In this article, we go through how does Ability Score Improvement work in DnD 5e and how to get the most out of it!
What are ability scores?
There are lots of statistics in games such as DnD and these numbers are generally used to turn real-world concepts into games mechanics, such as a characters chance to land a blow on an opponent, determine the damage done if they do so, the potency of a vial of poison or the chance that a character has of surviving a magical attack, and so on.
Ability scores, generally the first series of numbers that you will be faced with when you first start playing DnD, are what defines the character that you are going to represent in the game. Via numbers generated more or less randomly to your abilities, namely Strength, Dexterity, Constitution, Intelligence, Wisdom and Charisma, the character starts to take shape. There are a few modifications to be made, depending on factors such as race, Elves are generally more dexterous, Dwarves less charismatic etc. which are applied to the initial random 3D6 rolls but this is essentially the shape of the character that you start with.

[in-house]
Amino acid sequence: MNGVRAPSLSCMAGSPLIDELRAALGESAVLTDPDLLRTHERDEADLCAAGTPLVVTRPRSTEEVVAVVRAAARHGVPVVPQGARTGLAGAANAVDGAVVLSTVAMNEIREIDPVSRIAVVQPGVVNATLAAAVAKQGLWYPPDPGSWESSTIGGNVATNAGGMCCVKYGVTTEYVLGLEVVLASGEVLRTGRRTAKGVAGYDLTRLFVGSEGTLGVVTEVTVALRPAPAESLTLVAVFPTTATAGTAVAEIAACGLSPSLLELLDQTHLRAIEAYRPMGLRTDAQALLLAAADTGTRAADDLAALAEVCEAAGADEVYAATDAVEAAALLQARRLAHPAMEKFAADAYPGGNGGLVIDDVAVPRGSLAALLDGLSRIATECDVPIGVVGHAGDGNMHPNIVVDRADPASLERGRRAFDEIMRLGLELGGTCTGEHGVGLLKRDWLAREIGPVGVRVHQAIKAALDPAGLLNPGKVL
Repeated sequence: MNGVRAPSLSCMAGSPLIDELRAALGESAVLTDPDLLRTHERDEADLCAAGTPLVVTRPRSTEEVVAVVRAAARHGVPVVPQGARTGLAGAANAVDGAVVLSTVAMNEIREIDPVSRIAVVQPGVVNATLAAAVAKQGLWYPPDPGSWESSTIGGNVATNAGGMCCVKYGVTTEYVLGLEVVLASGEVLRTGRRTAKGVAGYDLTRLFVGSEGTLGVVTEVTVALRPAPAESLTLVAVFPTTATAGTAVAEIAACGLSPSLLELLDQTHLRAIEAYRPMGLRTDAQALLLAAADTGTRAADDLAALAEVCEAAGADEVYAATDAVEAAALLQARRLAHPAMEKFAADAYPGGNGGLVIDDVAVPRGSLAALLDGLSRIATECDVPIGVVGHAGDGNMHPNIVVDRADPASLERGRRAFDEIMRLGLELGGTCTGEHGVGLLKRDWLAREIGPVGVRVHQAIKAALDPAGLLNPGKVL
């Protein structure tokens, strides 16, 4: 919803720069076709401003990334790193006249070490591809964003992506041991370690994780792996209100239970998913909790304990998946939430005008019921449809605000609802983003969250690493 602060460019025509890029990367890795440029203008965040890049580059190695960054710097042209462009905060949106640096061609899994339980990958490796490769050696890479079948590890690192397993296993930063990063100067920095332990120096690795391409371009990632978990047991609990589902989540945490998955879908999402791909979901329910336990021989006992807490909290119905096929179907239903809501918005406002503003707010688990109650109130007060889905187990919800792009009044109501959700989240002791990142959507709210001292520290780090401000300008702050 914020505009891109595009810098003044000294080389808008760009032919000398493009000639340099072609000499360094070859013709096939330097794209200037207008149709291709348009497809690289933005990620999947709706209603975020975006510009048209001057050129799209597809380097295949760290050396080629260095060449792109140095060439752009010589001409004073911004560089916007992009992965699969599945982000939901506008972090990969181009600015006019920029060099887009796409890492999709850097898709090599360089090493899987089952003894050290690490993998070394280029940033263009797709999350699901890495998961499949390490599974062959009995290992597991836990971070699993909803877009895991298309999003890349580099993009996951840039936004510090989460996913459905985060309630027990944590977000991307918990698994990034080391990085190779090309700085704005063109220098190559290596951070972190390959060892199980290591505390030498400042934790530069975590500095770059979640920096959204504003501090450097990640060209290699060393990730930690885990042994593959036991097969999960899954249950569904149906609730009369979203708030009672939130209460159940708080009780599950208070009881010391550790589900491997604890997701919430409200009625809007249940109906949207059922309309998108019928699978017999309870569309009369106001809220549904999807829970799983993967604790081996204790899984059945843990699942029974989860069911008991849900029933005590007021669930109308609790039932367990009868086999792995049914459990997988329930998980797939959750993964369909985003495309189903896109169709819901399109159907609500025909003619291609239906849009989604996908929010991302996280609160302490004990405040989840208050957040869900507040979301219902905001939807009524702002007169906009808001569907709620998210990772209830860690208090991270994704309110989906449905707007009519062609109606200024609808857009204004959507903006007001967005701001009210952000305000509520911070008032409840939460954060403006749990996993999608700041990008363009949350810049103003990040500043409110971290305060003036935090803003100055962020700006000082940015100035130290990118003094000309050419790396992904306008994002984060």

The generation process for a character in DnD 5e is based on a human, presumably because the real-world player can relate to this race immediately. A roll of 3D6 tend to generate average ability scores of around 10 or 11 and other races will have modifiers that bend these numbers more towards a different racial average.
And once generated, that character is ready to learn a profession, find an employer and head out into the big wide world in search of fame and fortune.
Improving ability scores beyond their initial score
DnD is a game where characters progress through various levels relating to their profession and the associated skills that are associated with it. For example, a Fighter will get better with the use of weapons as they rise through the levels, a Thief will get better at hiding and climbing, a Cleric will become more attuned to their god, a magic user more proficient at casting spells.
But it seems reasonable to expect that as the character moves up through the levels, not only do they become more skillful at their profession, also known as their character class but that all of those years of adventuring will affect them physically and mentally. Time spent scaling labyrinth walls and fighting denizens would be expected to make a character stronger, just as hours spent looking for tricks and traps would perhaps leave you with a keener eye and more logical, and therefore intelligent, thought process.
To represent this DnD 5e has an inbuilt system of Ability Score Improvement or ASI, which works as follows.
A player can increase their characters scores irrespective of which class they are at levels 4, 8, 12, 16, and 19. Fighters gain additional ASIs at the 6th and 14th levels and Rogues gain one additional ASI at the 10th level.